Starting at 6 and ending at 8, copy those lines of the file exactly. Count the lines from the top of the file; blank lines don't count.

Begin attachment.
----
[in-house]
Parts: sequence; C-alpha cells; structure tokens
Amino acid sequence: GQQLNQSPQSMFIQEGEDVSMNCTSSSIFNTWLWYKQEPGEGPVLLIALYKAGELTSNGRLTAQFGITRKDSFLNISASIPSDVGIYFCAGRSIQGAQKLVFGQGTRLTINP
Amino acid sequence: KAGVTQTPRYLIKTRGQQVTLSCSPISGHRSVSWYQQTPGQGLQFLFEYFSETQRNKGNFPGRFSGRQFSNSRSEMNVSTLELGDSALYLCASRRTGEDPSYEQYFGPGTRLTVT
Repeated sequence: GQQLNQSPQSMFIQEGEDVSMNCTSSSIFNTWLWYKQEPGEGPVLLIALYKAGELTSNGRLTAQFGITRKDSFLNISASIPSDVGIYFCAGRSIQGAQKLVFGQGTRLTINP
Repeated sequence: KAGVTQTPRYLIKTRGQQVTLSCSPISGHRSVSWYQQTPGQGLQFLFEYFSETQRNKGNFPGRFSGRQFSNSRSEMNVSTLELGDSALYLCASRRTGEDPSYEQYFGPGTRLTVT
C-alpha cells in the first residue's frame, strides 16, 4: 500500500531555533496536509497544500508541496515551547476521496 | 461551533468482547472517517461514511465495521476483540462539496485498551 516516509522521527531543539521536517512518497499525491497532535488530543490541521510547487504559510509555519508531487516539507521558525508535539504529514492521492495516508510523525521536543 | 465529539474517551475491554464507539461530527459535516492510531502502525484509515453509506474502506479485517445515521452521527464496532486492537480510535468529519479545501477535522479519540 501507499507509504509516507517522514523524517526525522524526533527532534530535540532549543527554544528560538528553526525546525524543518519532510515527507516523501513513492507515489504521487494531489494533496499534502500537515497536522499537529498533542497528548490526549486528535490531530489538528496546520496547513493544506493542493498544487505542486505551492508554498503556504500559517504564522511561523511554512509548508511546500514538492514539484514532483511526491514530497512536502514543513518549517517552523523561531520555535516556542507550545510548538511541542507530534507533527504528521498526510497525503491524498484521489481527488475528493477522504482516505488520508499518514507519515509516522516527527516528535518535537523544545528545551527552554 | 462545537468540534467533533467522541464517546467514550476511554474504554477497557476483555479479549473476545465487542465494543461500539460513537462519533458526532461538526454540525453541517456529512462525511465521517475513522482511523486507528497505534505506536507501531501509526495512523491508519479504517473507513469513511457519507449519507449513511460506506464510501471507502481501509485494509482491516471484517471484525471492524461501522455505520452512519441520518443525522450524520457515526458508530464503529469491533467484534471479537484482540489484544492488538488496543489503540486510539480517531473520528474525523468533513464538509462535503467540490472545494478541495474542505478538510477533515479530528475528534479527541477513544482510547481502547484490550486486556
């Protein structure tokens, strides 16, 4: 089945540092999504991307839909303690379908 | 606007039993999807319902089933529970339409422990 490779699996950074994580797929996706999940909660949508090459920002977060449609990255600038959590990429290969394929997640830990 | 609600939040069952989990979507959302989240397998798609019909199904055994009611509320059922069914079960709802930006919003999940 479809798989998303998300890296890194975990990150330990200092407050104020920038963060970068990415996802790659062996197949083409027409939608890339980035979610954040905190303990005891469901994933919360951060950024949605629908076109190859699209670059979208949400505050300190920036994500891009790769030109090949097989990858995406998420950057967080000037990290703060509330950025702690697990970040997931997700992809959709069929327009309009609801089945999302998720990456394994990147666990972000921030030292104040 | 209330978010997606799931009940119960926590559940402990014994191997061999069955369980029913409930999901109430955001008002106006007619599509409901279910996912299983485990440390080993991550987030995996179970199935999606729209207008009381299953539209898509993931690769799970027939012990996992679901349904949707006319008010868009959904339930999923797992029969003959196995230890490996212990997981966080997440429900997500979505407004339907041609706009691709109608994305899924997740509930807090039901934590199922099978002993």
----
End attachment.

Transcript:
Repeated sequence: KAGVTQTPRYLIKTRGQQVTLSCSPISGHRSVSWYQQTPGQGLQFLFEYFSETQRNKGNFPGRFSGRQFSNSRSEMNVSTLELGDSALYLCASRRTGEDPSYEQYFGPGTRLTVT
C-alpha cells in the first residue's frame, strides 16, 4: 500500500531555533496536509497544500508541496515551547476521496 | 461551533468482547472517517461514511465495521476483540462539496485498551 516516509522521527531543539521536517512518497499525491497532535488530543490541521510547487504559510509555519508531487516539507521558525508535539504529514492521492495516508510523525521536543 | 465529539474517551475491554464507539461530527459535516492510531502502525484509515453509506474502506479485517445515521452521527464496532486492537480510535468529519479545501477535522479519540 501507499507509504509516507517522514523524517526525522524526533527532534530535540532549543527554544528560538528553526525546525524543518519532510515527507516523501513513492507515489504521487494531489494533496499534502500537515497536522499537529498533542497528548490526549486528535490531530489538528496546520496547513493544506493542493498544487505542486505551492508554498503556504500559517504564522511561523511554512509548508511546500514538492514539484514532483511526491514530497512536502514543513518549517517552523523561531520555535516556542507550545510548538511541542507530534507533527504528521498526510497525503491524498484521489481527488475528493477522504482516505488520508499518514507519515509516522516527527516528535518535537523544545528545551527552554 | 462545537468540534467533533467522541464517546467514550476511554474504554477497557476483555479479549473476545465487542465494543461500539460513537462519533458526532461538526454540525453541517456529512462525511465521517475513522482511523486507528497505534505506536507501531501509526495512523491508519479504517473507513469513511457519507449519507449513511460506506464510501471507502481501509485494509482491516471484517471484525471492524461501522455505520452512519441520518443525522450524520457515526458508530464503529469491533467484534471479537484482540489484544492488538488496543489503540486510539480517531473520528474525523468533513464538509462535503467540490472545494478541495474542505478538510477533515479530528475528534479527541477513544482510547481502547484490550486486556
């Protein structure tokens, strides 16, 4: 089945540092999504991307839909303690379908 | 606007039993999807319902089933529970339409422990 490779699996950074994580797929996706999940909660949508090459920002977060449609990255600038959590990429290969394929997640830990 | 609600939040069952989990979507959302989240397998798609019909199904055994009611509320059922069914079960709802930006919003999940 479809798989998303998300890296890194975990990150330990200092407050104020920038963060970068990415996802790659062996197949083409027409939608890339980035979610954040905190303990005891469901994933919360951060950024949605629908076109190859699209670059979208949400505050300190920036994500891009790769030109090949097989990858995406998420950057967080000037990290703060509330950025702690697990970040997931997700992809959709069929327009309009609801089945999302998720990456394994990147666990972000921030030292104040 | 209330978010997606799931009940119960926590559940402990014994191997061999069955369980029913409930999901109430955001008002106006007619599509409901279910996912299983485990440390080993991550987030995996179970199935999606729209207008009381299953539209898509993931690769799970027939012990996992679901349904949707006319008010868009959904339930999923797992029969003959196995230890490996212990997981966080997440429900997500979505407004339907041609706009691709109608994305899924997740509930807090039901934590199922099978002993």